Our cash donations have helped support Mums and babies breastfeeding in the camps in Macedonia, the Hellas Lifeguards, childrens activities in camps in Lesvos and to provide food for refugees Samos, and we have recently given funds to enable aid to get to Lebanon, a project we will be supporting this winter.”

Back in the summer when we put on a Friday night version of Malcolms, Pam came along to talk to us about all the good work they do. Originally coming from the opposite end of the East Lancs, and with her only previous experience of FC being erm, good natured ‘banter’ between Buxton fans and our own outside their ground, she didn’t quite know what to expect. I think it’s safe to say one evening spent talking with Reds and seeing Broadhurst Park, turned all that justified apprehension on its head, and left the club with a giddy new fan. Unable to stay away any longer, Pam’s back, and alongside fellow Hummingbirder Sarah, will be talking to us once again.

Like last time, we’ll also be doing a collection, so if you do want to donate, they ask you to be HUMBLE (and not ‘umble like a Cockney would say it, as that rules out the hygiene aspect):

Hygiene – Toiletries, nappies, wipes, dental items, sanitary towels
Underwear – Bras, men’s’ briefs (new), ladies’ briefs, children’s underwear (new)
Medical – Medicines (prescription & non-prescription), medical/hospital equipment, mobility aids
Blankets – And sleeping bags
Love – ‘TeddyAid’, ‘Packs for Peace’, Hand knitted items, Friendship bracelets
Everything for the Feet – Boots, shoes and socks (all ages)

For more details, feel free to pop onto The Hummingbird website and have a ganders. Please also note, due to the fact we’re expecting it to be ram-jammed, the collection point’s going to be located at the cabin outside the ground.

Charlotte Delaney

It’s an honour for us to have Shelagh Delaney’s DNA on the stage in the form of her daughter Charlotte. And what better opposition to have on the day than Salford? It’s like it was meant to be (if you believe that sort of thing). In yet more cases of coincidence/fate, as the WCML’s website says:

“Charlotte has written a play inspired by a rail trip across America that she took in April, re-tracing a journey made by her Mother in 1972. Charlotte was accompanied by historian and author, Selina Todd, who is now writing the authorised biography of Shelagh Delaney.”

So not only do we have Malcolms alumni Selina involved, but friends of Malcolms, MaD Theatre Company, have also worked on Charlotte’s play, Sweet Responsibilty. You can’t make this stuff up.

See here for a cracking interview with Charlotte.

There’s a slew of bands out there these days that may publicly speak a lot, but don’t actually say anything. Not Cabbage. Currently riding a wave of publicity and success, they recently tore into The Sun, when the hateful rag championed them to be big in 2017. “Read into the lyrics and you’ll find how much we despise your odious, backwards nationalism” they told them (along with a lot of effing and jeffing that the paper, quite frankly, deserves to get every single day of its existence).

Cabbage - Cambridge Junction - 26 Sep 2016

The Mossley five piece, comprising of Lee Broadbent (lead vocals), Joe Martin (vocals, guitar), Eoghan Clifford (guitar), Stephen Evans (bass), Asa Morley (drums), are currently making waves in the music biz and beyond, and with good reason. They’re anarchic live, their tunes are ridiculously good, and they’ve got more to say on a whole host of subjects than most of their peers ever will. Have a listen here to get an idea of what they’re all about.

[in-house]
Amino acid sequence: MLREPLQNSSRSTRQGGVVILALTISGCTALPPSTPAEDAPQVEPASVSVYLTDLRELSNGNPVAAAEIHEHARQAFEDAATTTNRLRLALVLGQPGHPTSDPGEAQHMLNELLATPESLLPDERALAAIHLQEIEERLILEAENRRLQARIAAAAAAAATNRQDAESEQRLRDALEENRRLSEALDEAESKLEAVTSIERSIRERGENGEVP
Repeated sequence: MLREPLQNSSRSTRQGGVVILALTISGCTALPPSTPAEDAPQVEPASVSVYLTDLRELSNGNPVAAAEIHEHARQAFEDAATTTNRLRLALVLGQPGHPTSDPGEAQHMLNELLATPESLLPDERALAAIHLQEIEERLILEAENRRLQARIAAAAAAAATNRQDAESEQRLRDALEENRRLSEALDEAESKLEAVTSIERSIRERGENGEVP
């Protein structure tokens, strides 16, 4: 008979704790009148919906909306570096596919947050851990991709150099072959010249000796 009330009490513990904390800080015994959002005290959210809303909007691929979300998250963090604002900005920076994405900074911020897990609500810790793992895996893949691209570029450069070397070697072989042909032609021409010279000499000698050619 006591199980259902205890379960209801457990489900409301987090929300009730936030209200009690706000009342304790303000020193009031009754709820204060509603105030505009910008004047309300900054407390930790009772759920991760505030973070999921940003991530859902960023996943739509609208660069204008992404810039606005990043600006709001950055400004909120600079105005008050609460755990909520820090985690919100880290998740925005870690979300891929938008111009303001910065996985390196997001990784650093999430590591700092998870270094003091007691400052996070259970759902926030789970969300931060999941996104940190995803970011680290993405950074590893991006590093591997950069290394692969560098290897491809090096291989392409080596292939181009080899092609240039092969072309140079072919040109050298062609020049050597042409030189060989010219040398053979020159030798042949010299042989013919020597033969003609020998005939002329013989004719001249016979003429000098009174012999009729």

Despite all the fame, it hasn’t gone to their heads, especially when Guitarist Martin describes the band as a “bunch of scruffy bastards”. Meanwhile, the Guardian described them as “…a scabrous object in the path of the obvious.” and as I have no idea what that means, I’ll leave the final word about Cabbage to the band themselves:

“Read a book, steal from a billionaire, listen to Cabbage.”

And Finally…..

Underpinning all of this loveliness will be twenty-two songs played by our DJ in residence, Scott Taylor. Anyone who knows Scott will tell you he has more LPs than were fictional city fans on the hill at Ewood Park, which as we all know, is a scarily massive, dock off figure. To get that figure down to twenty-two is some achievement, so here’s that list in full:

Holland & Dozier Why Can’t We Be Lovers
Teddy Pendergrass Somebody Told Me
The Dells The Love We Had Stays On My Mind
Esther Phillips Home Is Where the Hatred Is
Debbie Taylor I Don’t Wanna Leave You
Donny Hathaway Someday We’ll All Be Free
Walter Jackson My Ship Is Coming In
Freddie Waters I’m Afraid to Let You Into My Life
Z.Z. Hill That Ain’t the Way You Make Love
Phillip Mitchell There’s Another In My Life
Bobby Womack I Don’t Wanna Be Hurt By Ya Love Again
Terry Callier I’d Rather Be With You
G.C. Cameron A Night Like This In Georgia
Bessie Banks Try to Leave Me if You Can
David Ruffin Walk Away From Love
Sam Dees Troubled Child
Peabo Bryson I Can Make it Better
Smokey Robinson A Silent Partner In a Three-Way Love Affair
Aretha Franklin Angel
Beloyd Get Into Your Life
Minnie Riperton The Edge of a Dream
Lamont Dozier All Cried Out

On top of all this, we’ll have the usual food and beverage offerings, a quiz, t-shirts for sale, and there’s probably even more that I’ve forgotten about, but if it’s important we’ll let you know. We’re good like that.

So, if you’ve made it this far and you’re still reading, thanks for sticking with us. Your eyes might be dry and tired, your mind frazzled, your arse numb, but you made it. There was a lot to read because we’ve got a lot of love to share with you. But the very fact you’ve been with us all the way means you care. Which means we’ll probably see you on Saturday. And you know the best thing about it all? This is just 1992-1993. Next week sees 1993-1994 and a distinctly Austrian flavour to proceedings. But more about that next week…..

Just so you know: CYCM’s new home is in the Main Stand bar. We’ll have two thirds of the room, but if you’ve just read all this and think it sounds bobbins, then one end of the room will be partitioned off so you can enjoy a pint in peace. Once you’re in the ground, entrance to CYCM is free, just head to the Main Stand (through the turnstiles if you come after 1), but try and get there as early as possible (come in through the main entrance and up the stairs if you arrive before the turnstiles open), as we’re anticipating it’s going to get busy. So busy in fact, we’ll have hand stamps allowing you to get in and out as you please. We don’t want you not getting back in if you’ve popped out, as that’d just be cruel. And we don’t want that.